Mad about burčiak. Miners' Fair-goers get down to business.
The life of the party is a cloudy grape cider called burčiak. It looks and tastes innocent enough, but packs a devastating punch, as Slovaks are delighted to point out. "People drink it like water, then flop around like fish," explained Juraj Svetlý, a veteran of the Vinobranie festival where burčiak first makes its appearance (see article this page).
The deceptive beverage occurs at a natural stage of white wine making. About a week to ten days into the fermentation process, the sugary white grape juice turns cloudy, frantically bubbling and fizzing. This is burčiak, an ephemeral drink which must consumed almost as soon as it is ready.
In a matter of hours, the wild fermentation transforms the sweet grape spritzer into a drier cider or, in some unfortunate cases, vinegar: The short shelf-life of the beverage charges the festival atmosphere with a "no-tomorrow" euphoria.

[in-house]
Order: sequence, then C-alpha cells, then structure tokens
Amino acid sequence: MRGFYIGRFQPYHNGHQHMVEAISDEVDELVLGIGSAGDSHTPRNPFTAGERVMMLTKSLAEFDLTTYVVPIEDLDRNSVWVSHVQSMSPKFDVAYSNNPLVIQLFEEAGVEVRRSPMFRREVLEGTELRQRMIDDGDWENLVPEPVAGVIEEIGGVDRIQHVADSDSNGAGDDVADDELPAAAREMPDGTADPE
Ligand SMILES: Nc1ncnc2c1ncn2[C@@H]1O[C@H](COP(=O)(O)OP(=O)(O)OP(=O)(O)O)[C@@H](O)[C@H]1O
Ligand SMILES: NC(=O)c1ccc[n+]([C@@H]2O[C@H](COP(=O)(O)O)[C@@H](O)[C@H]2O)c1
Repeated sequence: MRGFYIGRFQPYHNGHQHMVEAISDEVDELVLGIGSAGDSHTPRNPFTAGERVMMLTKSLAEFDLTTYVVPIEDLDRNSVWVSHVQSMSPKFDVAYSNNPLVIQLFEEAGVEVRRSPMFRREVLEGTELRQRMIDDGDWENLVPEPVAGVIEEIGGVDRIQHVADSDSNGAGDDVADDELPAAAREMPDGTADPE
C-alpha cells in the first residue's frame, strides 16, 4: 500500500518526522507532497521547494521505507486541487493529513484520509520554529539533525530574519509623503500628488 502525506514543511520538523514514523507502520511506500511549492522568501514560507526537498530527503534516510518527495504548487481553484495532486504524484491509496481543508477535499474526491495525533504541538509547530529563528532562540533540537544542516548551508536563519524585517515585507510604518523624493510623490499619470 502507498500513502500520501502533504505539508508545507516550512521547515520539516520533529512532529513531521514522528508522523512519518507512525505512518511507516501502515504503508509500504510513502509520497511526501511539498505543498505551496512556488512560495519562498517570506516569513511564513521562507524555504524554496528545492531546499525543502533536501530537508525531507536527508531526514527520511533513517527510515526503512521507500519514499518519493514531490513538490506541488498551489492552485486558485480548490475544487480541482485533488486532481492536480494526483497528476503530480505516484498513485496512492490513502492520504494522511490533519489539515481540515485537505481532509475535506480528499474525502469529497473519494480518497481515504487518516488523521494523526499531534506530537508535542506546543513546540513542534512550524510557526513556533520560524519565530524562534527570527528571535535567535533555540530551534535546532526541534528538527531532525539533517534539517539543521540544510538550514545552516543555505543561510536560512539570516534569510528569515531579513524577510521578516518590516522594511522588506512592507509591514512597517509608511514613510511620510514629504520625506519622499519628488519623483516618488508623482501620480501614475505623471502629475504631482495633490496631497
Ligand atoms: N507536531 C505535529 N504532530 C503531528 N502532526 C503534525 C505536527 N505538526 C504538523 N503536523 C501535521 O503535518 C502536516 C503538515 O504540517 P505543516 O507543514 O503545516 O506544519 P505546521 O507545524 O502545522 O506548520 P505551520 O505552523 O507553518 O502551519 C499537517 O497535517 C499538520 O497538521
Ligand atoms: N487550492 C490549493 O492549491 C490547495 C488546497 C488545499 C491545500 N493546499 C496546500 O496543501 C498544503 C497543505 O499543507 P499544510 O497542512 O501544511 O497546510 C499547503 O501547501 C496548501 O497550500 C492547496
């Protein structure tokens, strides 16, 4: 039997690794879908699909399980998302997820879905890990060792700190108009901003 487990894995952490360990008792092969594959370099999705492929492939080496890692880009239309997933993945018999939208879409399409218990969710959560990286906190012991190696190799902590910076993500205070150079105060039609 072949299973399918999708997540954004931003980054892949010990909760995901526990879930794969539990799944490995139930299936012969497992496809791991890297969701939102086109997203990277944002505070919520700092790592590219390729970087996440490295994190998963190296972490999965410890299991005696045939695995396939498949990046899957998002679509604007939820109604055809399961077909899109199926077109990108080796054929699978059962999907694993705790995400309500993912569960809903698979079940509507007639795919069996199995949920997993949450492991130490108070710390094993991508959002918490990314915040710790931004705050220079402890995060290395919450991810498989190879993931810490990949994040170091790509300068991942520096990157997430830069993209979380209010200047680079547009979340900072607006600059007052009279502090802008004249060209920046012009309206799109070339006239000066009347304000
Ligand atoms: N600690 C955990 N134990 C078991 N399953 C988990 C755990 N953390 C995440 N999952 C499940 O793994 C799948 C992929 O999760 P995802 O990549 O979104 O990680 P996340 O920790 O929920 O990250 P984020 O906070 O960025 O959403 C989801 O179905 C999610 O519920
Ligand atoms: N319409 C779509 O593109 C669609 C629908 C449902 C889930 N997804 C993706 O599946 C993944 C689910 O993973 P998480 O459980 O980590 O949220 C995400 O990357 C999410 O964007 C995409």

Burčiak's sweet, natural, intoxicating flavor lures drinkers into danger. The cumulative effect of several drinks, a.k.a. "the burčiak curse," creeps up on them later after several glasses of the stuff. Although its average alcohol content of 5% is only half that of mature wine, burčiak continues to ferment just as merrily inside the drinker's stomach. The continued fermentation, combined with a "bubbly-champagne" effect, give burčiak its infamous one-two punch.
Every Vinobranie celebration has its share of casualties - the comatose, the weaving, the slumped, the loose of limb and tongue. According to Pavol Kvetko, one Modra wine-maker, burčiak's intoxicating power is often augmented by the place where it is drunk. "People drink it in cellars where there are many gases present, and when they leave they become dizzy," he explains. At any rate, he added, it's a great source of vitamins B and C.
14. Sep 1998 at 0:00 | Matthew Evans